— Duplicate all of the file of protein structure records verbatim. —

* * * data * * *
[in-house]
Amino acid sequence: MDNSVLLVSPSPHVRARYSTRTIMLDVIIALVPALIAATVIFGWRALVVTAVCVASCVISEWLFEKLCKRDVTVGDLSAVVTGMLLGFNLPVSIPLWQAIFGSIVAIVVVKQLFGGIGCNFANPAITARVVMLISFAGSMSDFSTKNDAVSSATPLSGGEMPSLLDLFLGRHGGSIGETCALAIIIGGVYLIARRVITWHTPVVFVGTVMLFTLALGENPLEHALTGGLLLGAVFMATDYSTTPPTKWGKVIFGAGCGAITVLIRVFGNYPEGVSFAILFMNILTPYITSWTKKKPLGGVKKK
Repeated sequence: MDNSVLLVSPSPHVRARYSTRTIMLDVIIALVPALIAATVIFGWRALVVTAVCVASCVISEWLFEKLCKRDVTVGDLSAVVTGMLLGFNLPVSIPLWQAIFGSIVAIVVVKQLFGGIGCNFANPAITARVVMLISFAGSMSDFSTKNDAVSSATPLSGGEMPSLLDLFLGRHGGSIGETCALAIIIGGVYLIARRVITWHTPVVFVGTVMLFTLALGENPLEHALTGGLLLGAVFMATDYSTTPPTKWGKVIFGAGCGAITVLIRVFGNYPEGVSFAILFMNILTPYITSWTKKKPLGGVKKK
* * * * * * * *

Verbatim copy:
[in-house]
Amino acid sequence: MDNSVLLVSPSPHVRARYSTRTIMLDVIIALVPALIAATVIFGWRALVVTAVCVASCVISEWLFEKLCKRDVTVGDLSAVVTGMLLGFNLPVSIPLWQAIFGSIVAIVVVKQLFGGIGCNFANPAITARVVMLISFAGSMSDFSTKNDAVSSATPLSGGEMPSLLDLFLGRHGGSIGETCALAIIIGGVYLIARRVITWHTPVVFVGTVMLFTLALGENPLEHALTGGLLLGAVFMATDYSTTPPTKWGKVIFGAGCGAITVLIRVFGNYPEGVSFAILFMNILTPYITSWTKKKPLGGVKKK
Repeated sequence: MDNSVLLVSPSPHVRARYSTRTIMLDVIIALVPALIAATVIFGWRALVVTAVCVASCVISEWLFEKLCKRDVTVGDLSAVVTGMLLGFNLPVSIPLWQAIFGSIVAIVVVKQLFGGIGCNFANPAITARVVMLISFAGSMSDFSTKNDAVSSATPLSGGEMPSLLDLFLGRHGGSIGETCALAIIIGGVYLIARRVITWHTPVVFVGTVMLFTLALGENPLEHALTGGLLLGAVFMATDYSTTPPTKWGKVIFGAGCGAITVLIRVFGNYPEGVSFAILFMNILTPYITSWTKKKPLGGVKKK